Incredible photos from the Chobe River where a honey badger and an African rock python come face to face.
In this week’s news wrap Sudan, the last male northern white rhino, has sadly passed away at the Ol Pejeta Conservancy in Kenya; the fate of lion that mauled a woman to death at Kevin Richardson’s sanctuary remains undecided; African leaders call on EU to shut down ivory trade; and wildlife authorities in Zimbabwe have apprehended a villager in Hwange area for dealing in pangolin.
The story of how the orphan giraffe, Tala, came to live at Ekorian’s Mugie Camp in the Mugie Conservancy in northwest Laikipia, Kenya.
Meet little Mussa. He was recently rescued from poachers who killed his family for bushmeat. Now he is safely recovering at the Lwiro primate sanctuary, Centre de Rehabilitation des Primates de Lwiro (CRPL), in the Democratic Republic of Congo. However, Mussa is just one of the few lucky chimps to be saved from the hands of poachers.
Despite the fact that they are known to have an aggressive nature and displays unexpected behaviour, a cold-blooded kill by a hippo is rarely caught on camera in the wild.
A unique sighting of a coalition of cheetahs trying to mate with a female cheetah in Maasai Mara National Reserve is captured on camera.
One of the many interesting ants in the African bushveld is the matabele ant (Pachycondyla analis). Their fame comes from their most organised raids of termites on which they feed!
Black-backed jackals receive an unwelcomed guest in the form of a honey badger who was keen to get a taste of a giraffe carcass.
Students from EcoTraining get a fantastic sighting of a brown house snake who looks for warmth and comfort on a shoe.
A spotted hyena tests out his tree climbing skills while trying to reach an impala carcass that seemed to be just out of his reach.
One of the best parts about being a field guide is that you can follow the stories of animals, you can watch cubs grow up and witness the change in dynamics within herds. Yet, as always within nature, there are moments of pure joy but also of great tragedy.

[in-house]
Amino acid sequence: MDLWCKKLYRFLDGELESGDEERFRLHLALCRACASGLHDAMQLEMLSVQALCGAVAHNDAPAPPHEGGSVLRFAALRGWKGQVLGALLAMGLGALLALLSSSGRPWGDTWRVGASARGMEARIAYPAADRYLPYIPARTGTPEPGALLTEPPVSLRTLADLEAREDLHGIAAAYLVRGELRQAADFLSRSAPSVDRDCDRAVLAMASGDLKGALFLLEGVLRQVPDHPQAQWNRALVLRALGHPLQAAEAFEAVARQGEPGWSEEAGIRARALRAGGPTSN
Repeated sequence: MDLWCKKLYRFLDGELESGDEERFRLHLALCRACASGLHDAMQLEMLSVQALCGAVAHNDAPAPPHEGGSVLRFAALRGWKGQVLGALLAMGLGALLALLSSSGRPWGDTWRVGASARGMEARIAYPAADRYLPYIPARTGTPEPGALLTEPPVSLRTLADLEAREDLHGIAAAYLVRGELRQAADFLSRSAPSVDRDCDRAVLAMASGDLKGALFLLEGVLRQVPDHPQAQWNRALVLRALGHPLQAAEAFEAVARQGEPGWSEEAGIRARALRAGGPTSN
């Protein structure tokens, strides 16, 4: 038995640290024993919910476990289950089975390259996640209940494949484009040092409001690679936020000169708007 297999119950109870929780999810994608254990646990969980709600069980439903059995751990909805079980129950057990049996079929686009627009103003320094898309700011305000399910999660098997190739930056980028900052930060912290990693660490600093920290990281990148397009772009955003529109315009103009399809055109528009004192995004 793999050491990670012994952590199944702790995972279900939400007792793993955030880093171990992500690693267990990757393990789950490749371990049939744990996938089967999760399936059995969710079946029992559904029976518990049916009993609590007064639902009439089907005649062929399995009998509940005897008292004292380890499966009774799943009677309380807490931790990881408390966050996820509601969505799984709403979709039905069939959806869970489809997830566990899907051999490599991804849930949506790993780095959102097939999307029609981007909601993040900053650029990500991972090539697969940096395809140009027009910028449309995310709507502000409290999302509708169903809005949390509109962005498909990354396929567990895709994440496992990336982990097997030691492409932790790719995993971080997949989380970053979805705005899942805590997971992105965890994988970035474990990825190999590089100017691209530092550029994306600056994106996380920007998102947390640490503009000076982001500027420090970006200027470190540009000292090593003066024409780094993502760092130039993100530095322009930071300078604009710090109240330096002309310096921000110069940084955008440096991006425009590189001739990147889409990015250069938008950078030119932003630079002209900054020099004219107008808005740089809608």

The Knysna dwarf chameleon is a species in need of rescuing after devastating fires destroyed most of their habitat in Knysna, South Africa.
Guests in the Kruger experience an incredible sighting of a leopard stalking her prey. The question is: was she is successful in her hunt?
A greedy lion cub wants the buffalo carcass all to itself!
A lost lion cub finds its pride and is eager to play with its elders, including biting on a male lion’s family jewels…
The African elephant (Loxodonta africana) is the largest land mammal in the world and one of nature’s great ecosystem engineers, being a major contributor to maintaining the balance between wooded and grass ecosystems. Here are 17 fascinating facts that you need to know.
A camera trap is always an exciting thing to use, even more so in the bush! There is always a level of excitement when one wakes in the morning to go and check the trap.
Motherhood is not easy, whatever species you might be. Successfully raising one or several young to adulthood, feeding, protecting and teaching them how to find food is a great feat. But for a mother from a solitary species like leopards, things can get exceptionally hairy.
A fearless honey badger takes on an oryx and black-backed jackal in two incredible encounters in Etosha National Park in Namibia.
The patience of three cheetahs is incredible as they go on the prowl for three hours, stalking an impala herd in the hopes of making a kill.
When you take a road trip in South Africa you are bound to get to see a troop of baboons at some point. I am thrilled at every sighting, but realise that my reaction towards seeing baboons is out of the ordinary. For most people the baboons evoke very different feelings: to some they are the witches funny flying monkeys, while others harbour a more intense dislike for them, usually over a past picnic invasion.
The dry season in South Luangwa is always exciting when it comes to wildlife sightings, and on one particular occasion two hippos clashed over territories, providing a mighty display of raw power.
Black-backed jackals take their chance with a young blue wildebeest calf while the adults try to chase them away to no avail.